A few months ago, I talked about traditional wedding colors in other cultures. Now, with it being Valentine’s Day, I was inspired to pick one color – red – and give you my musings on it.
The relationship between crimson and love is age old for obvious reasons – the color signifies the color of the heart. And blood. Rubies (the ‘blood stones’) are the gem designated as talismans that promote love, lust, and fire. Early medieval paintings tended to depict Christ and the Virgin Mary as wearing red clothing to drive home the point of blood and sacrifice.
Outside of our own borders, red is considered a lucky color. Particularly in China; and – incidentally – we’re currently in the Chinese New Year season. For the Chinese, red is supposed to repel evil spirits and bad fortune. Interestingly, we in the West tend to use lots of reds in marketing and ad campaigns that cater to the Chinese, but a little study into the matter would let us know that’s considered bad taste. Red isn’t used every day by far in Chinese couture. I guess it would be akin to Chinese (or Russians or Lilliputians) basing their own perceptions of American fashion purely on the colors of red, white, and blue. Long story short? If you’re putting together an outfit of cultural significance, know that culture’s thoughts on colors.
The cliché of red clothing extends far back into time. Today, there is something actually called the ‘Red Dress Effect’ – a hotly debated postulation that people look more attractive or more sensual when wearing that color. Two opposing studies have clashed on the topic, leaving us with no real idea if it’s actually true or not. But – backed up by science or not – the cliché is still there: red dresses equal vamps. Some of the most iconic dresses in cinematic history have been red. Think of Marilyn Monroe in Gentlemen Prefer Blondes, Audrey Hepburn in Funny Face, Vivien Leigh in not one but two red dresses in Gone With the Wind (frankly, Scarlett…), Bridget Bardot in more than one movie… heck, even Jessica Rabbit. Red across the board, and all in sexpot roles.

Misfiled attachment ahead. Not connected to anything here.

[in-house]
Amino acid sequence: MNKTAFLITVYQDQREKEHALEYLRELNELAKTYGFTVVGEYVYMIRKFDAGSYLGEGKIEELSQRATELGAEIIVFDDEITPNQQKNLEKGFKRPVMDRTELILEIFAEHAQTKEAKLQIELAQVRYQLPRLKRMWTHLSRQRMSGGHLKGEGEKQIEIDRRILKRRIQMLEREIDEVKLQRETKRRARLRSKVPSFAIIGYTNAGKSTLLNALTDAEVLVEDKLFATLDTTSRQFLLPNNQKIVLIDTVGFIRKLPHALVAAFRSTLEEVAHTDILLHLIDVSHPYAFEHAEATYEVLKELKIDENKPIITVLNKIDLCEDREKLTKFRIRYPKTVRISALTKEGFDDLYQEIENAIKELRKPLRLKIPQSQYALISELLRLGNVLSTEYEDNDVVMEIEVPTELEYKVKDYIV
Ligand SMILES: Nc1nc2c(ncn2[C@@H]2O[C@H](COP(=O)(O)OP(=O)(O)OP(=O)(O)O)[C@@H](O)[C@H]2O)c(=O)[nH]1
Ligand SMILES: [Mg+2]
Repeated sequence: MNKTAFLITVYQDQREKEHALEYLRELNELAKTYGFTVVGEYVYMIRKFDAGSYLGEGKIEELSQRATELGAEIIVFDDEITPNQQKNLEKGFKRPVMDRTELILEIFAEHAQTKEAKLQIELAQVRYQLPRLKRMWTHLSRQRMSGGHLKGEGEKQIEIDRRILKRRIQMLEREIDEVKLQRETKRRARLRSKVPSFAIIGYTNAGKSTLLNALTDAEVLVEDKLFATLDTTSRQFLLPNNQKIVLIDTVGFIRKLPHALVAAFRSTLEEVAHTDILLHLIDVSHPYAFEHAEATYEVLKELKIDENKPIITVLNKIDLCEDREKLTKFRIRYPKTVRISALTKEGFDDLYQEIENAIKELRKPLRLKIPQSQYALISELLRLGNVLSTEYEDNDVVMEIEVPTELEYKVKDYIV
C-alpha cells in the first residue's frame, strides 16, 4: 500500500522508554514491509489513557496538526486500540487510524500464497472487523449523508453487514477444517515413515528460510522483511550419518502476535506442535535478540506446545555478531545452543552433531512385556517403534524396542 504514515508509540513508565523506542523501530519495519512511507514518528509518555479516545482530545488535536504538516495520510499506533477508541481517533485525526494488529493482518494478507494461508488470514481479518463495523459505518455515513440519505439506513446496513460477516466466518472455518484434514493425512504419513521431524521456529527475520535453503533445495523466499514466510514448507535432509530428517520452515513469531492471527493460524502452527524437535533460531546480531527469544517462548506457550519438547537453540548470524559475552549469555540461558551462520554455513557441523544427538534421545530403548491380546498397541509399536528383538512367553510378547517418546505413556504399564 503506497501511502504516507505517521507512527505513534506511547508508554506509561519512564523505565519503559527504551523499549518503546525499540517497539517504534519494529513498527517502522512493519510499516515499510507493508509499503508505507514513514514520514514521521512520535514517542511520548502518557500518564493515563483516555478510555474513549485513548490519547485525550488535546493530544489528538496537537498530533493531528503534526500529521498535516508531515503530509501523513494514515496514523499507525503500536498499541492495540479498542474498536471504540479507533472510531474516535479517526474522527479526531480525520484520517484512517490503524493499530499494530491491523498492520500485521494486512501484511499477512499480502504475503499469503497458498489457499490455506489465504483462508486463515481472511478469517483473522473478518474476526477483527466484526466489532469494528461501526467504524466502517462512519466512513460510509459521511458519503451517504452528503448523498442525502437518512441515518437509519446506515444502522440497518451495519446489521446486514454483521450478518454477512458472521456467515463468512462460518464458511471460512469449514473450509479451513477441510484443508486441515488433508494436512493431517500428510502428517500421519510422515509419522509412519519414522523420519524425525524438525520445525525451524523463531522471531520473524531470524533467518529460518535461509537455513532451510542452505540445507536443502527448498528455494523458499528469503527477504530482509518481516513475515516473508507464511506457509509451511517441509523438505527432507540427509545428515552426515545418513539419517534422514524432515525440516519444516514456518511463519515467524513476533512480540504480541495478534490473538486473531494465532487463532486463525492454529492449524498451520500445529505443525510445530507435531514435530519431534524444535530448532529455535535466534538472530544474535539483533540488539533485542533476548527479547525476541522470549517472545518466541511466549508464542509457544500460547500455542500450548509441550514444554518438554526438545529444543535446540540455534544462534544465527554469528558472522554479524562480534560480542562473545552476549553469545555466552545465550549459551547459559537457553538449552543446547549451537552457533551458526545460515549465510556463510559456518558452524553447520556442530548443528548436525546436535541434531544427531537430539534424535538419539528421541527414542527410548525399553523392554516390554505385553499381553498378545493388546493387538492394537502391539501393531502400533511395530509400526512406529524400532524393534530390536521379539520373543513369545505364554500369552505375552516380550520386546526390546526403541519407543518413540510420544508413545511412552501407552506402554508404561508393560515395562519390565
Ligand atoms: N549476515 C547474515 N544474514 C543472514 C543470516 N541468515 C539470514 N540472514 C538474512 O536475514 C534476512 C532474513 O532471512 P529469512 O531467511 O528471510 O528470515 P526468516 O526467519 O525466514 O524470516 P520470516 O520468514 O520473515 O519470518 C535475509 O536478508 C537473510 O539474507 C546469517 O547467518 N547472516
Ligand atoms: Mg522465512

Looking back through time, this ‘red equals sex’ probably first reared its ugly head in the Christian Bible – testaments both old and new. Sins were described as ‘scarlet’ in the OT book of Isaiah. Meanwhile, in the last few pages of the NT, the book of Revelation described the Antichrist as a red monster being ridden by a women dressed in scarlet. The woman being – you guessed it – the Whore of Babylon. For some reason, in my humble opinion, way back in the day, red got a raw deal.
Where does that leave us today? To me, red is a thrilling color. It represents vitality, and spirit, and passion… and Santa. Sure, crimson isn’t for every occasion or every person, but I personally find it an amazing color to work with, whether I’m assisting someone in their cosplay ventures, cultural wedding couture, or Santa wishes.
All that being said, I want to wish you all a happy Valentine’s Day. (And, to further drive home the themes of love and blood and sacrifice during this day, read about what eventually happened to the poor guy this day is named after!) I think I may start a theme, and touch on the color green next month… and maybe flag colors for July and orange for October and…
Well, that’s enough from me for now… what are YOUR thoughts on red?
Until next time!